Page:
Origins of the National Museum of Ireland

The campaign to establish a public museum in Dublin can be traced to about 1835. At that time the new Mechanics Institutes of Cork, Belfast and Dublin campaigned for the provision of a museum where their students could draw patterns or objects in a manner similar to their counterparts in London and Antwerp.

That demand increased when schools of design were opened in Limerick (1842), Cork and Dublin (1849). Their demand was for a public museum similar to the British Museum, where the manufacturing artists could study "vases, casts, bronzes and works of decorative architecture". At the same time the public made government increasingly aware that the private museums that they supported in Dublin were rarely open to the public, students or mechanics.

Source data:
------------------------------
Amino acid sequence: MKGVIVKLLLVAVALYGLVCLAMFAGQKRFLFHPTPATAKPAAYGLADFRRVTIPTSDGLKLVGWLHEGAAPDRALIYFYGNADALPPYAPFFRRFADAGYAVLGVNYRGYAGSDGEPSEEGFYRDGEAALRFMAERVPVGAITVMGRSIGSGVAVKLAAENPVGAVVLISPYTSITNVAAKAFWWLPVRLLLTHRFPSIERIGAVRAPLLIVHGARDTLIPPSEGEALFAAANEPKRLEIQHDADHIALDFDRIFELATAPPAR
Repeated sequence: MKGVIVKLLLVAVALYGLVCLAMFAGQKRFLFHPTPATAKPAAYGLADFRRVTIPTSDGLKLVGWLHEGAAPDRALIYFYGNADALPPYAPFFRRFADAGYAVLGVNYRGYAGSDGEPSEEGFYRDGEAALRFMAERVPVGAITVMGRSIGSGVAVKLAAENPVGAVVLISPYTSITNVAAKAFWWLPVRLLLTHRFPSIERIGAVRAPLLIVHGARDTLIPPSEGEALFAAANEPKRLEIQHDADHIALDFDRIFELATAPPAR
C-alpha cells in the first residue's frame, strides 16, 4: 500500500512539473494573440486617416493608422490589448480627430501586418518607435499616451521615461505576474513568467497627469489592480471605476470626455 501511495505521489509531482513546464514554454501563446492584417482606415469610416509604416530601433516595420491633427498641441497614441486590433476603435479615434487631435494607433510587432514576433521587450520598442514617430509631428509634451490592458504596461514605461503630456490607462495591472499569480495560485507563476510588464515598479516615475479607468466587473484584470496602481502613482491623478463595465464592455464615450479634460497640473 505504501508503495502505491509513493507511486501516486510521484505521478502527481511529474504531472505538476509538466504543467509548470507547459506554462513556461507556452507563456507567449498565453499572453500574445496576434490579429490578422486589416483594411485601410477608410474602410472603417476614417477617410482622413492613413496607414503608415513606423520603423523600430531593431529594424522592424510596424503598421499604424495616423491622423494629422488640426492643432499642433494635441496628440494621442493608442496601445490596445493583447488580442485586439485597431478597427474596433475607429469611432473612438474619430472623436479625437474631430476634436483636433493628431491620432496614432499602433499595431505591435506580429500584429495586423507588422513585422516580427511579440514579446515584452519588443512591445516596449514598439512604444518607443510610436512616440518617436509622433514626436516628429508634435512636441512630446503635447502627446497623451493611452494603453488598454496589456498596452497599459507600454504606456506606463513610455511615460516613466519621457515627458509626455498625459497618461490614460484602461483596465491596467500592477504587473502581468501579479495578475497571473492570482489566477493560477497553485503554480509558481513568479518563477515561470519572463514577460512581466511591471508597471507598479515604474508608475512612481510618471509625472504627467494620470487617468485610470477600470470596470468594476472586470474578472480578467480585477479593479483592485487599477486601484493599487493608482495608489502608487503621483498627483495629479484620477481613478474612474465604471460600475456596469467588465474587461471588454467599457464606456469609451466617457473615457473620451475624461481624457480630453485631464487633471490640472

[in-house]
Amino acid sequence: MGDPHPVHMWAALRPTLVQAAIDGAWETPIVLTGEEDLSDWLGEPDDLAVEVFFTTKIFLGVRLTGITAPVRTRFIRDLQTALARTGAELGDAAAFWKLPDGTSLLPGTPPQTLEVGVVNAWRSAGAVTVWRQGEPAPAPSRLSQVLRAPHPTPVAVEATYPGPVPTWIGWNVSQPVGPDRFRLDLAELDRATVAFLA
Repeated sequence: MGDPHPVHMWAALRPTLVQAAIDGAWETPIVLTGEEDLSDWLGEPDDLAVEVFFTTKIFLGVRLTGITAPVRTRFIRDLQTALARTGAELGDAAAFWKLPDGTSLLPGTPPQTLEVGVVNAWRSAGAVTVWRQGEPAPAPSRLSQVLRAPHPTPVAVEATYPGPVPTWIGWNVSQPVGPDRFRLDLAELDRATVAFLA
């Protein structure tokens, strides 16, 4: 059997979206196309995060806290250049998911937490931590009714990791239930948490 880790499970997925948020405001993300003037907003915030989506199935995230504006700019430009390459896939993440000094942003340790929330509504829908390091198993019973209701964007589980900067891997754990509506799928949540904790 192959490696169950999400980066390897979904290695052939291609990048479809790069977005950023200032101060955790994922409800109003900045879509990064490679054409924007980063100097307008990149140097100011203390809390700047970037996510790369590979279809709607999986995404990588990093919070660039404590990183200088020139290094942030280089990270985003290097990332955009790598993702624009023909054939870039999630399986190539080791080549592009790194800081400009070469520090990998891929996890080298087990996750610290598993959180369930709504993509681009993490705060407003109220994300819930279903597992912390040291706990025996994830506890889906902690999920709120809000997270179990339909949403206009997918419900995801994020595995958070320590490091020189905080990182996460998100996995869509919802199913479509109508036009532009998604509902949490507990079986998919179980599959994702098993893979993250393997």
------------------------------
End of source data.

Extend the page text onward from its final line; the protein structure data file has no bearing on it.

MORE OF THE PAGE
Subsequently the Dublin Science and Art Museum Act (1877) established a new public museum that would develop its own collection and incorporate those of earlier institutions such as the Royal Dublin Society, which was compensated financially for its property and collections. Key members of its staff also became Museum officials.

Next, read about the Royal Dublin Society...

 
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